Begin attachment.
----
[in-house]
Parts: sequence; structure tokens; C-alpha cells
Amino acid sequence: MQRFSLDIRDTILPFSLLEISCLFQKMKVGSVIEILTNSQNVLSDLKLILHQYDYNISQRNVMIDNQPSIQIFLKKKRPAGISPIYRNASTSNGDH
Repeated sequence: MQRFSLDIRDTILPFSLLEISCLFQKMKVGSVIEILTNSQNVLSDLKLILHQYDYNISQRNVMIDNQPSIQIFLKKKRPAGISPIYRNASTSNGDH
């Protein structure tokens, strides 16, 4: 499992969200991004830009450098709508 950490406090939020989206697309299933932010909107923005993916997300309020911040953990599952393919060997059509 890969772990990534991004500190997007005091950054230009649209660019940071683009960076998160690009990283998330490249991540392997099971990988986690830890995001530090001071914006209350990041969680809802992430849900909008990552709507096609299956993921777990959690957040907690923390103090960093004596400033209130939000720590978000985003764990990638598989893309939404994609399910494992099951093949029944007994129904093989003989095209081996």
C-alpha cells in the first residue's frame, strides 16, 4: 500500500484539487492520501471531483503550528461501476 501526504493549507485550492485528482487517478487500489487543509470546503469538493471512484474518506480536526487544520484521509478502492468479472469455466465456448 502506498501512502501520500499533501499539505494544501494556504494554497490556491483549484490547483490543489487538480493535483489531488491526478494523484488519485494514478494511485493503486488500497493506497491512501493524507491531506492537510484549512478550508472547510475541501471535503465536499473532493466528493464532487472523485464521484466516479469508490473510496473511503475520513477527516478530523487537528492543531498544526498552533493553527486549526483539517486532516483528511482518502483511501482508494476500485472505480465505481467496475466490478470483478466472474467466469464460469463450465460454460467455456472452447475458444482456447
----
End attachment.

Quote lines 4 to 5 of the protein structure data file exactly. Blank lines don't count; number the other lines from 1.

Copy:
Repeated sequence: MQRFSLDIRDTILPFSLLEISCLFQKMKVGSVIEILTNSQNVLSDLKLILHQYDYNISQRNVMIDNQPSIQIFLKKKRPAGISPIYRNASTSNGDH
């Protein structure tokens, strides 16, 4: 499992969200991004830009450098709508 950490406090939020989206697309299933932010909107923005993916997300309020911040953990599952393919060997059509 890969772990990534991004500190997007005091950054230009649209660019940071683009960076998160690009990283998330490249991540392997099971990988986690830890995001530090001071914006209350990041969680809802992430849900909008990552709507096609299956993921777990959690957040907690923390103090960093004596400033209130939000720590978000985003764990990638598989893309939404994609399910494992099951093949029944007994129904093989003989095209081996």